The Transformation of Fast Fashion From Genius to Abomination

    

More Americans died in the Civil War than is all wars we have fought in – combined. While the majority of the Civil War deaths were due to disease, the actual battle mortality was carnage an a scale that dwarfs anything else we have experienced. The primary reason was the combination of new weapons and old tactics. Military thinking was based on muskets with an effective range of a few hundred yards, at best; but the war was fought with newly developed rifles with an accurate range of as much as a half mile. Lining men up in broad lines to slowly advance on entrenched foes may have worked in an earlier day but when that entrenched foe was armed with rifles it resulted in slaughter on a horrific scale.

It is not much of a stretch to compare fast fashion with the Civil War consequences of having a new weapon in the hands of yesterday’s thinking.

Zara pioneered the concept of fast fashion, releasing new fashion designs continuously, and having them in stores within two weeks, as well as replenishing inventory in stores with similar speed. Zara, a Spanish firm, accomplished this through a high degree of vertical integration and a regional manufacturing base. Their factories and many suppliers were located mostly in Spain and Portugal. No long lead times – no lengthy transportation lines. Spanish labor costs are relatively high, but the economic benefits of fast fashion lie elsewhere, including …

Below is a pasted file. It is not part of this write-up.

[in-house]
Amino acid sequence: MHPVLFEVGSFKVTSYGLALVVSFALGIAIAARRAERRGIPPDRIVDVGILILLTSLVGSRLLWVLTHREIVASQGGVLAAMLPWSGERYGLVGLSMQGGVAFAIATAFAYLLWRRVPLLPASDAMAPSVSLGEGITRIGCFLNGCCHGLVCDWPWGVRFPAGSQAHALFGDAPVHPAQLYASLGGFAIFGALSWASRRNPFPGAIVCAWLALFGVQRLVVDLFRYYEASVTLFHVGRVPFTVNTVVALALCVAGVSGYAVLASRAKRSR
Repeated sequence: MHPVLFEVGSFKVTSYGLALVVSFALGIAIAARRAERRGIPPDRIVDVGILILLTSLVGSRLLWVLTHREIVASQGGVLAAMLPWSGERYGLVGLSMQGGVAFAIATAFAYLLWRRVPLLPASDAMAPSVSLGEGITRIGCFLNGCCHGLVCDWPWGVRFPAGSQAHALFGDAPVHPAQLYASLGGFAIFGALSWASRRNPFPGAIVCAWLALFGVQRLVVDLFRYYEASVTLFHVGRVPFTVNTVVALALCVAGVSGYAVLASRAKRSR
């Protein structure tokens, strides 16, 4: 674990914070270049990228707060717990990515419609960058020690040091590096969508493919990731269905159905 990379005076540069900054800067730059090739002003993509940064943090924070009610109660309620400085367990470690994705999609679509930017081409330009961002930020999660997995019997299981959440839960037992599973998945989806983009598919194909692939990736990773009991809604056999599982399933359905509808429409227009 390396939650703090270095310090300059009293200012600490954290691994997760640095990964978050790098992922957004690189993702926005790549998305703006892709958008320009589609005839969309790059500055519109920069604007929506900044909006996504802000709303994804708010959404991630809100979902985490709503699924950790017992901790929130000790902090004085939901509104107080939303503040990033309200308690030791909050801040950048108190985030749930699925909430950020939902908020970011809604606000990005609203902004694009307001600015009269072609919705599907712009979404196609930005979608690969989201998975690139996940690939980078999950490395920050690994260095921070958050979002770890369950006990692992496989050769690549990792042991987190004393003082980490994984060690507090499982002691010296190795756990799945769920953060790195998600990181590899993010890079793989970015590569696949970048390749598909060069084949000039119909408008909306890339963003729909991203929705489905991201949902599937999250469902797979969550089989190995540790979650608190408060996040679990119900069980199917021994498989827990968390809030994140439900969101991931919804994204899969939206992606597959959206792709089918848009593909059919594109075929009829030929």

• Fewer missed sales because they could restock hot items quickly, while their long lead time competitors were largely stuck with the initial quantities they purchased and a supply chain that took too long to respond to higher than expected demand.
  • Inversely, fewer sales at less than full price. While competitors were usually stuck with excess inventories resulting from having to commit to quantities long before they knew what the true demand would be, Zara had less inventory and less exposure to excesses.
  • The big kicker, however, was that Zara completely changed their store inventories over 17 times a year, compared to 4-6 times for most competitors. Again, with lengthy supply chains and lead times, competitors had to commit to store inventory three months or more in advance. While there was no point in shopping at a Zara competitor more than four times a year, it would pay to visit a Zara store every three weeks or so to see if the new inventory was to a customer’s liking.
  • And while the cost per item of clothing may be higher, Zara’’s overall cost was lower and revenues were higher as a result of their fixation on speed.

Fast Fashion was a concept the old guys at Toyota would have loved – blazing cycle times, a holistic economic view, and maximum value for customers. But somewhere along the line the concept went horribly off track.

I suspect it was a victim of faulty accounting – accounting that sees the individual purchase prices of goods with great clarity, but is pretty much blind to the whole, and the costs of high inventory and long cycle times.